A sizeable group of developers from the two leading free software projects developing desktops based on the X Window System, KDE and GNOME, have been discussing the current situation among themselves and decided to draft and release the linked document. Read the 5 points raised by both Gnome and KDE members. Update: X.org comes into the picture, but not everyone is as optimistic.
Now, that was an interesting reading in the XFree86 forum mailing list. We get individuals, companies like Sun, SciTechSoft, Red Hat etc. 'fighting' for issues varying from what XFree86 really needs, down to replacing fontconfig with Sun's stsf, XFree86 co-founder David Wexelblat saying that XFree is today obsolete and that needs to be replaced with a direct-rendered model (by retaining backwards compatibility), Keith Packard replying as to why a new organization to handle X is needed, and more.
From Slashdot: "Keith Packard wants to fork the XFree86 effort. The XFree86 team is trying to become more open, to combat the fork. Keith is a capable developer, having worked on FontConfig, Xft, the X render extension etc. Meanwhile, All is not good in how XFree86 drivers are being developed."
The new version of X11 for Mac OS X has been just released, with many fixes for annoying bugs. Update: MacDevCenter has a relevant article: "From Exile to X11: A Journey Through Time".
The next major version of XFree86, the popular X11 windowing system for Unix, is now available from XFree86's FTP server and its mirrors. Version 4.3.0 offers many new features, including the RandR extension, new mouse cursors, better font engine, better ATi Radeon support and much more.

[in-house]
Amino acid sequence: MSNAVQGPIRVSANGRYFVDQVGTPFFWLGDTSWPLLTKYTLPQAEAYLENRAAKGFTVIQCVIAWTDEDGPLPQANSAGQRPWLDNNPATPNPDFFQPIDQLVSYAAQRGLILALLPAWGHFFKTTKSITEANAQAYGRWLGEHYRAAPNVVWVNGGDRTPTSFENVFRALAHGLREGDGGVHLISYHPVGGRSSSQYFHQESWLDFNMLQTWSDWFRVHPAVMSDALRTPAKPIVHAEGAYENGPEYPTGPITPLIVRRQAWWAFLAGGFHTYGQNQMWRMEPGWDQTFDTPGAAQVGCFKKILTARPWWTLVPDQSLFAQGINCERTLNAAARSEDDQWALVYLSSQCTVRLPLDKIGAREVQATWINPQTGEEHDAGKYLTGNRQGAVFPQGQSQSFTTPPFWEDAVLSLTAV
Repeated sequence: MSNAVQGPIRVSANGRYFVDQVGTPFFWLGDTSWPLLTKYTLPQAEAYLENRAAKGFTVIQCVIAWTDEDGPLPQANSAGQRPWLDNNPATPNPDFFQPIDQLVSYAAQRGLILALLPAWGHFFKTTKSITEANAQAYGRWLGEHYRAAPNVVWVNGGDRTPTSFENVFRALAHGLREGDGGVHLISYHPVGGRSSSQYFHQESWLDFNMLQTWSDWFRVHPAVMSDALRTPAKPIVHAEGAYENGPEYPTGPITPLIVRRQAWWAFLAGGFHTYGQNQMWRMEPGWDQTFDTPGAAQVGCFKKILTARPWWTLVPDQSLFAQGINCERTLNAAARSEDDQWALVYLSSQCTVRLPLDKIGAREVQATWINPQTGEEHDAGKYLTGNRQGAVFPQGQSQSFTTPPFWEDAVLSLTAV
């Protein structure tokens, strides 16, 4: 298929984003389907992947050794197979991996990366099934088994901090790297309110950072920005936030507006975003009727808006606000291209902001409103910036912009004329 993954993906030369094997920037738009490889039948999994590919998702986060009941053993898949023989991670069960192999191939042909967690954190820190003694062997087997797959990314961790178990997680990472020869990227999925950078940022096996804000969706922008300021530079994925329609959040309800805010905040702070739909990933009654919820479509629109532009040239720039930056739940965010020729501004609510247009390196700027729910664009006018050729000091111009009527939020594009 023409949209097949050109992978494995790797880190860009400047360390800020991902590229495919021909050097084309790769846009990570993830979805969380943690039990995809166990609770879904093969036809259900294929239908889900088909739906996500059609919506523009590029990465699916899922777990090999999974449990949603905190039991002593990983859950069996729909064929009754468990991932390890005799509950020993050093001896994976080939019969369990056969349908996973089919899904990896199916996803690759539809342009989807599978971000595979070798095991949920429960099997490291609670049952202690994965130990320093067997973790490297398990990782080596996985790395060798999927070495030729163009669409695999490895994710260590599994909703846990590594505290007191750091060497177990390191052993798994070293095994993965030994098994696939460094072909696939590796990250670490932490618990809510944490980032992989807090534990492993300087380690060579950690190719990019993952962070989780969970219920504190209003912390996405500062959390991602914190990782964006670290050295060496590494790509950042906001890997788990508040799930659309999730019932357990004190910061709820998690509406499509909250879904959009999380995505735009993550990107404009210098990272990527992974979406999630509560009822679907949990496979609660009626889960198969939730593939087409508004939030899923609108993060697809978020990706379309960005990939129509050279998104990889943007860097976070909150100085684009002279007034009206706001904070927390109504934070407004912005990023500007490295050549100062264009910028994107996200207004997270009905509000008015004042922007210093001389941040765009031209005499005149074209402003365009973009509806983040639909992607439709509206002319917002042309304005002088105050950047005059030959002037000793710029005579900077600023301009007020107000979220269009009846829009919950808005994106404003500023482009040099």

The XDarwin project announces that a hardware-accelerated version 4.3 is on the horizon which contains significant font integration functionality with Mac OS X 10.2 Jaguar.
"This exciting project is designed to unify different operating system desktop interfaces into a browser only application interface. It helps users to feel comfortable with any application using the interface they are used to. It helps companies to unify their intranet applications into one desktop interface - built on existing interfaces or one which incorporates their own CI. It helps to design the same interface for all types of devices using browsers like PDA and other mobile devices, Notebooks, Desktops, Tablett Computers and any other future devices which may come up." Read more at x-desktop.org and definitely check out their demo!
The GNOME Foundation has entered into an agreement with Bitstream who will donate ten high quality fonts to be used with free software (KDE, XFree86, Gnome as well as others). This means distributions can finally ship free desktops/applications with a set of high quality fonts. On other X11 news, XFree86 184.108.40.206 snapshot (4.3 beta) is available for testing.
Apple is starting to promote its public beta of X11 for OS X: "X11 for Mac OS X offers a complete X Window System implementation for running X11-based applications on Mac OS X. Based on the de facto-standard for X11, the open source XFree86 project, X11 for Mac OS X is compatible, fast and fully integrated with Mac OS X . . . Native Aqua and X11 applications run side by side on the Mac OS X desktop. You can cut and paste between X11 and Aqua windows."
David Chester writes: "On my website, I propose some enhancements to the FreeType font rendering library. The changes are aimed at rendering antialiased text at small sizes. I explain an alternate stem-alignment algorithm as well as a new hinting configuration which balances contrast and loyalty to the original shape of the glyph. At the site there's explanation and examples, as well as patches and a binary for download."